Print submissions (news/commentary writing, feature/enterprise writing and photography) must have been published in a paid-circulation publication OR on the Internet at a web site that is a same-name affiliate of a paid-circulation publication or recognized broadcast news organization (e.g., The Blood-Horse Interactive, the Boston Globe Online, MSNBC).
I have not been able to locate the guidelines for the 2010 awards, but even if some of those old roadblocks are still in place, racing deserves credit for its openness to new media, and for, to a certain degree, boldly going where few sports have gone before.
If you’re a racing blogger, a mainstream media type, or a racetrack press office inhabitant, I’d be interested in hearing about your experiences, whether they are similar to or different from what I’ve described. And readers…where do you get your racing news? I’m guessing that it’s a mix of new and old media, but do weigh in.
8 thoughts on “Racing ahead of the curve?”
Great piece…writers should be judged on the quality of their work not their affiliation. I realize that “quality” is a subjective thing but I prefer that over the black and white division of mainstream vs blogger or any other artificial construct.
And, kudos to you for leading the charge for “non-traditional media types” (I hate the word ‘bloggers’) in the racing world — you have done more for that cause than anyone.
It’s interesting, isn’t it? I’m so used to thinking of racing playing catch up, but when it comes to digital and independent media and credentialing, racing’s out in front. And not only in granting credentials, but in issuing them with so few restrictions. I can’t think of an instance where I was warned off from blogging or tweeting anything. That’s a marked difference from football, baseball, college sports, etc., where officials issue guidelines insisting that there be no tweeting during practice, or no blogging (or no blogging more than X updates) during live play.
NYRA’s been pretty progressive since 2008, but there are a couple of others I think deserve credit as early adopters: Suffolk Downs, which has been been consistently welcoming to me since 2004 (and officially so since 2007, when they first credentialed me), and the Breeders’ Cup, which added Alan Mann to their site in 2007 and credentialed him and other blogger-independents for that year’s event at Monmouth.
I like both the mainstream media and the blogger’s view. Different perspectives for one thing. And I can access online media (including the traditional publications) that I might not otherwise have access to without spending a fortune in subscription costs.
So what are the requirements to get NYRA press credentials as a blogger?
I think racing is very progressive. I’ve contacted Track operators in the past for quotes, facts etc and they are always cooperative.
Regarding media outlets and tracks, more and more they themselves are using bloggers. I think it is a matter of economics. If you are a media outlet or track operator, why not be nice to bloggers so you can than use their talents.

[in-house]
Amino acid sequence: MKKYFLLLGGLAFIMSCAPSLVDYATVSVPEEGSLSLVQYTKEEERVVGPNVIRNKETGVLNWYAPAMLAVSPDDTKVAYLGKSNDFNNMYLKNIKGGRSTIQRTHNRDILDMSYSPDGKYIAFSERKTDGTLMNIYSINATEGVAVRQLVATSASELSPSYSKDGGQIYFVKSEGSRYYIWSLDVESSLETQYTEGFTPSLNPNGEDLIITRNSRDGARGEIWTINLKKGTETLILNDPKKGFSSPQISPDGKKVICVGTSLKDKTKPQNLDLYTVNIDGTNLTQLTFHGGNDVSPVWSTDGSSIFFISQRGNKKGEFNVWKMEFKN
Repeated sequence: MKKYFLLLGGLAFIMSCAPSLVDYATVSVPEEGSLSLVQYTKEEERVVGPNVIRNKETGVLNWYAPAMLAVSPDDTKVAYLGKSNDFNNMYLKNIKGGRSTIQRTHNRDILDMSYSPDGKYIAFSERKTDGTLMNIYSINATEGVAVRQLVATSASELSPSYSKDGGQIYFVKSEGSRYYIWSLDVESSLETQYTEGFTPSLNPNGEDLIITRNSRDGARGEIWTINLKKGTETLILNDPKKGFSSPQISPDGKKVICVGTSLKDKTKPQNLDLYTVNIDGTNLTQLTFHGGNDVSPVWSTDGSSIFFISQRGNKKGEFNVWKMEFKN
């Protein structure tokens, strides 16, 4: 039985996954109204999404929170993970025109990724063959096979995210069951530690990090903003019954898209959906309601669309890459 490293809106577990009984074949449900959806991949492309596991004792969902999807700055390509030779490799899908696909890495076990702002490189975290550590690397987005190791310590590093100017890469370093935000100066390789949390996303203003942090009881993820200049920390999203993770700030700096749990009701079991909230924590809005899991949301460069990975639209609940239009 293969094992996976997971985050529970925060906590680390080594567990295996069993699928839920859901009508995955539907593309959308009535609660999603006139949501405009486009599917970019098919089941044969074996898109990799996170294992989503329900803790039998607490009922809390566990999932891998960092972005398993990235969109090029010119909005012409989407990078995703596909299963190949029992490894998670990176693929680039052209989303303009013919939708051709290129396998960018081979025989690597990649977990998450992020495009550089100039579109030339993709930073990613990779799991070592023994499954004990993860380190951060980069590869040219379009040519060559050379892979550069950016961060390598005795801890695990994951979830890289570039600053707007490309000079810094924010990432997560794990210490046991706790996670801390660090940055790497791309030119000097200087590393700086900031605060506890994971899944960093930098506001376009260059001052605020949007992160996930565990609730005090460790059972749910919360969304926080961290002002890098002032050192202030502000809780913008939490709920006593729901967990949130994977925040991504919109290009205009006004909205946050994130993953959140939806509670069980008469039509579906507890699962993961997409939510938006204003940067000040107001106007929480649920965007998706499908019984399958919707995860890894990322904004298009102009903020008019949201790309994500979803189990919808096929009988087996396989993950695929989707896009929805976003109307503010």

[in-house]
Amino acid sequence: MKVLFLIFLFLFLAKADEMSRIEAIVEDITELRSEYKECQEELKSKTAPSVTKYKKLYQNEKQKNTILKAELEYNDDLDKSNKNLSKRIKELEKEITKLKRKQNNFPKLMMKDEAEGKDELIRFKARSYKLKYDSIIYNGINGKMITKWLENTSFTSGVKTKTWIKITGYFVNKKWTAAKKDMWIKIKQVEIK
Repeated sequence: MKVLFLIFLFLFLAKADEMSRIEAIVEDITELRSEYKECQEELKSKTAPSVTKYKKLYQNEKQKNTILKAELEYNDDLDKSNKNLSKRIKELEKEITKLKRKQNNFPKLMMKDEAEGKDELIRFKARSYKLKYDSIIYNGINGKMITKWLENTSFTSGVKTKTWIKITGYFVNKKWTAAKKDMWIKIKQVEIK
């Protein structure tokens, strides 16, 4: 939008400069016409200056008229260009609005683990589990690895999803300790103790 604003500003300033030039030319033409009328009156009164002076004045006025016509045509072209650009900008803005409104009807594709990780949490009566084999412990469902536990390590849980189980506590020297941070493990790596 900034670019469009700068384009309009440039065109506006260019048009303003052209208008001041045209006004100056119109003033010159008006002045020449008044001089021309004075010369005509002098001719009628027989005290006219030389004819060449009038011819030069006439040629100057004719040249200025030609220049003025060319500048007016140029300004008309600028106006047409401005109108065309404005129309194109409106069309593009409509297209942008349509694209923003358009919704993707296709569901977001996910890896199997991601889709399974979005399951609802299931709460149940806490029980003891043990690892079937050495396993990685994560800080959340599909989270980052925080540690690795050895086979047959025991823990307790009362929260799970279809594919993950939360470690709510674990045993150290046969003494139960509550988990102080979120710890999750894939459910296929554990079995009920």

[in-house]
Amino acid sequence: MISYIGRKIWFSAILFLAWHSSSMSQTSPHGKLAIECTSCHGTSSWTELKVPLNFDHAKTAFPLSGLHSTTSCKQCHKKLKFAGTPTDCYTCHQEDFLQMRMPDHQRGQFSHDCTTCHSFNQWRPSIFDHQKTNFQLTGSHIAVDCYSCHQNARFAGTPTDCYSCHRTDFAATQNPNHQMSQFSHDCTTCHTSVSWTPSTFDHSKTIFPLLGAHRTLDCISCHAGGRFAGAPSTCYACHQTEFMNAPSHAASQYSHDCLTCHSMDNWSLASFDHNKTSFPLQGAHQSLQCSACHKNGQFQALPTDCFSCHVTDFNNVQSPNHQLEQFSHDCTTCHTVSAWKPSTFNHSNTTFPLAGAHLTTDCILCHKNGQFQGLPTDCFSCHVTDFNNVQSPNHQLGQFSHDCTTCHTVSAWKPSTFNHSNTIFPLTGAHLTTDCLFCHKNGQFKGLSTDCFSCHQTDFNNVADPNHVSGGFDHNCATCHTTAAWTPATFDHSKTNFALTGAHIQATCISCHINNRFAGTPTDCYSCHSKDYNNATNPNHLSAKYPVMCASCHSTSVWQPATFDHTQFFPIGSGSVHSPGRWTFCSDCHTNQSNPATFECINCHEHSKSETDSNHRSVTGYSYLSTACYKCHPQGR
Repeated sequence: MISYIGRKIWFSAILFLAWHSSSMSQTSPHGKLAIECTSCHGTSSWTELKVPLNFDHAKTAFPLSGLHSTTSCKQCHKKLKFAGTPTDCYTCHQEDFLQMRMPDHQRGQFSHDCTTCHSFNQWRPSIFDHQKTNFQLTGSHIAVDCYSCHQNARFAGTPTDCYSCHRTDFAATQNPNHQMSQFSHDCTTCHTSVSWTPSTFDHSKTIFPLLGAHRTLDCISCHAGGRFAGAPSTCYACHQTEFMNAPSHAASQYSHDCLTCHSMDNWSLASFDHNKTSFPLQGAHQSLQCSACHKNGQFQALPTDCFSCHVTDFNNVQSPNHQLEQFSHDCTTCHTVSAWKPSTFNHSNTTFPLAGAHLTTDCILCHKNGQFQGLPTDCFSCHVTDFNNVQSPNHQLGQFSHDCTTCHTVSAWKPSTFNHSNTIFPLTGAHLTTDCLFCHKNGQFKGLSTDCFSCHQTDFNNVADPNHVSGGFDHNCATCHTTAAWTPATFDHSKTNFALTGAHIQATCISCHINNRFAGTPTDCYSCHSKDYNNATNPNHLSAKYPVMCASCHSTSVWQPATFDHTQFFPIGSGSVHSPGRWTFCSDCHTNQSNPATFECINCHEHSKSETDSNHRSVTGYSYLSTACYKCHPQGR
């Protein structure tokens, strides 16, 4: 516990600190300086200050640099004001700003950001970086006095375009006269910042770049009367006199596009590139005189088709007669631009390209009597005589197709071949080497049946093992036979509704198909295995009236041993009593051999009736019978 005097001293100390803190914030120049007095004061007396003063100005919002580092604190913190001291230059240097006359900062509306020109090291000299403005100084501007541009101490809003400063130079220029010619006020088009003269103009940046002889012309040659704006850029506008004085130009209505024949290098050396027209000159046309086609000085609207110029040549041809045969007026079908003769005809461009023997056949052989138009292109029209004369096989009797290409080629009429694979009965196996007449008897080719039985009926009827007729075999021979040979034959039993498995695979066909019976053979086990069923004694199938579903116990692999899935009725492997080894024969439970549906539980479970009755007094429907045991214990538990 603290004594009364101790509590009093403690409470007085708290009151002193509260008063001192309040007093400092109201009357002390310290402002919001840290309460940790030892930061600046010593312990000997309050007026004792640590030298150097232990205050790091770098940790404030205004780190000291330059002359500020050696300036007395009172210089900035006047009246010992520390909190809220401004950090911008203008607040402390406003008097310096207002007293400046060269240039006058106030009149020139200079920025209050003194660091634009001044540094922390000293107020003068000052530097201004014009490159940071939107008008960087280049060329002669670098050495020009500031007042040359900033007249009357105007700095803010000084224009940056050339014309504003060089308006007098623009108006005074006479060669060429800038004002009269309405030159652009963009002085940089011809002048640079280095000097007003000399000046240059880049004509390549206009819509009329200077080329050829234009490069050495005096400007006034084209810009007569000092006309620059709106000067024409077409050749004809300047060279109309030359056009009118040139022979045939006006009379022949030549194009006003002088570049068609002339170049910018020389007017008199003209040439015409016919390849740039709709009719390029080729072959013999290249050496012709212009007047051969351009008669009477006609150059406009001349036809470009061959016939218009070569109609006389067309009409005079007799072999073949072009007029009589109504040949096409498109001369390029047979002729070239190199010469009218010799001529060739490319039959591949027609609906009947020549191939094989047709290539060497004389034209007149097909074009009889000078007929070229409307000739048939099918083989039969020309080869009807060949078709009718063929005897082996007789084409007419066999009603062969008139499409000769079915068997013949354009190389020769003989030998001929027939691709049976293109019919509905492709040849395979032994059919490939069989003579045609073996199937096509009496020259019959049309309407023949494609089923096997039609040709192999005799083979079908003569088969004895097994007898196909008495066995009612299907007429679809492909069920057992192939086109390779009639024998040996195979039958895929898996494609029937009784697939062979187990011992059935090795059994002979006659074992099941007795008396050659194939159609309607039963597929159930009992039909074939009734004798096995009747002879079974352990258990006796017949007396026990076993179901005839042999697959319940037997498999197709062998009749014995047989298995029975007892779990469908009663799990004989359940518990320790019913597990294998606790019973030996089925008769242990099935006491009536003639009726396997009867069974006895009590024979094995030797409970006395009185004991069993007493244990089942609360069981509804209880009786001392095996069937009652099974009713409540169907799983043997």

Many publications now use talented bloggers on their websites to write or blog, often paying them nothing or next to nothing, which is far, far less than they would have to pay a full time writer.
Kevin, thanks for those kind words, and I hate “blogger,” too.
Jessica–thanks for pointing that out, especially given the Breeders’ Cup’s reputation for being unresponsive and out of touch.
Excellent point, Linda.
Robert–my experiences on all points is similar to what you write, though I will say that my work for Belmontstakes.com does not, fortunately, fall into the “nothing or next to nothing” category.
Matthew–Here’s NYRA’s credential policy, and the blogging credential guidelines are:
In order to receive a press credential from The New York Racing Association, Inc., an internet journalist’s website must meet the following qualifications:
• Content – The website must contain predominantly thoroughbred racing content, and that content must be unique and original in nature.
• Timely – The website must publish articles in a timely manner.
• Consistent – The website must cover racing on a consistent basis.
• Prudent – The website must exercise good judgment and common sense.
• Responsible – The website must illustrate fair and responsible reporting standards, per the Society of Professional Journalists Code of Ethics, located online at http://www.spj.org/ethicscode.asp.
• Advertising – The website must not contain advertising from non-authorized gambling operations. In addition, the website should not contain a disproportionate amount of advertising to content.
• Photography – Their website must not sell photos for their own profit.
The NYRA press office will determine whether or not an internet journalist receives press credentials based on their website’s conformation with the above qualifications. All decisions are final.
NYRA reserves the right to revoke credentials for any reason, including non-conformation with the above guidelines or improper conduct while at the track.
Internet journalists who are granted access to the press box and other areas inside the track grounds are expected to act professionally at all times. Those who do not observe the practices of professional decorum run the risk of being ejected from the track, and barred from future access.
I’m not a racing blogger, a mainstream media type, or a racetrack press office inhabitant. Just a racing fan. And from that standpoint, I find your racing coverage to be extremely interesting and informative. So however they label you – – writer, correspondent, journalist, blogger – – just keep it up, and know that your fans greatly appreciate your work.
Gary, I’m sorry that it took me so long to respond to this, but thank you very much for those kind words. They are much appreciated.